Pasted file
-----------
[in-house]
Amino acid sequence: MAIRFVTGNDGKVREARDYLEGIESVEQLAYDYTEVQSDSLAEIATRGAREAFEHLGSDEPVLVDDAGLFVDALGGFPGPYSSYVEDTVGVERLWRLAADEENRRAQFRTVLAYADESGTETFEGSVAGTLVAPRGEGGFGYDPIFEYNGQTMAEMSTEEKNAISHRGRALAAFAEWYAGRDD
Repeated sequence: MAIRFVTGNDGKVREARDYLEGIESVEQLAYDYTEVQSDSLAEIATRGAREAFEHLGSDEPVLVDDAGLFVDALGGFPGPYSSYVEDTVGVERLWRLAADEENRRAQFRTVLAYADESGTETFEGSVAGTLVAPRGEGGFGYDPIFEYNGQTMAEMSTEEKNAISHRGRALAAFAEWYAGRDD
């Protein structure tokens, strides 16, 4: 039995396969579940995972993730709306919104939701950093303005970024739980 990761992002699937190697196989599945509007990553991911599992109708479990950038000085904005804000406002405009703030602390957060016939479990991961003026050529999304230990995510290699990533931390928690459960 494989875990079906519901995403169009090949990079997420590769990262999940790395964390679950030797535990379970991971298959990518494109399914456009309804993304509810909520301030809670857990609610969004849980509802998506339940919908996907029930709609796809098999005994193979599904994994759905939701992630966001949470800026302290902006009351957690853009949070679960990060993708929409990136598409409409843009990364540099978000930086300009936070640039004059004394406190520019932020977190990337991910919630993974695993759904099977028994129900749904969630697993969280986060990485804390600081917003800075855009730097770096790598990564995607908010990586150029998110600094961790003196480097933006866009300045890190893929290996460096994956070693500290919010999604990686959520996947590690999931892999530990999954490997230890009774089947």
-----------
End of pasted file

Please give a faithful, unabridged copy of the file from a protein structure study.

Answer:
[in-house]
Amino acid sequence: MAIRFVTGNDGKVREARDYLEGIESVEQLAYDYTEVQSDSLAEIATRGAREAFEHLGSDEPVLVDDAGLFVDALGGFPGPYSSYVEDTVGVERLWRLAADEENRRAQFRTVLAYADESGTETFEGSVAGTLVAPRGEGGFGYDPIFEYNGQTMAEMSTEEKNAISHRGRALAAFAEWYAGRDD
Repeated sequence: MAIRFVTGNDGKVREARDYLEGIESVEQLAYDYTEVQSDSLAEIATRGAREAFEHLGSDEPVLVDDAGLFVDALGGFPGPYSSYVEDTVGVERLWRLAADEENRRAQFRTVLAYADESGTETFEGSVAGTLVAPRGEGGFGYDPIFEYNGQTMAEMSTEEKNAISHRGRALAAFAEWYAGRDD
């Protein structure tokens, strides 16, 4: 039995396969579940995972993730709306919104939701950093303005970024739980 990761992002699937190697196989599945509007990553991911599992109708479990950038000085904005804000406002405009703030602390957060016939479990991961003026050529999304230990995510290699990533931390928690459960 494989875990079906519901995403169009090949990079997420590769990262999940790395964390679950030797535990379970991971298959990518494109399914456009309804993304509810909520301030809670857990609610969004849980509802998506339940919908996907029930709609796809098999005994193979599904994994759905939701992630966001949470800026302290902006009351957690853009949070679960990060993708929409990136598409409409843009990364540099978000930086300009936070640039004059004394406190520019932020977190990337991910919630993974695993759904099977028994129900749904969630697993969280986060990485804390600081917003800075855009730097770096790598990564995607908010990586150029998110600094961790003196480097933006866009300045890190893929290996460096994956070693500290919010999604990686959520996947590690999931892999530990999954490997230890009774089947």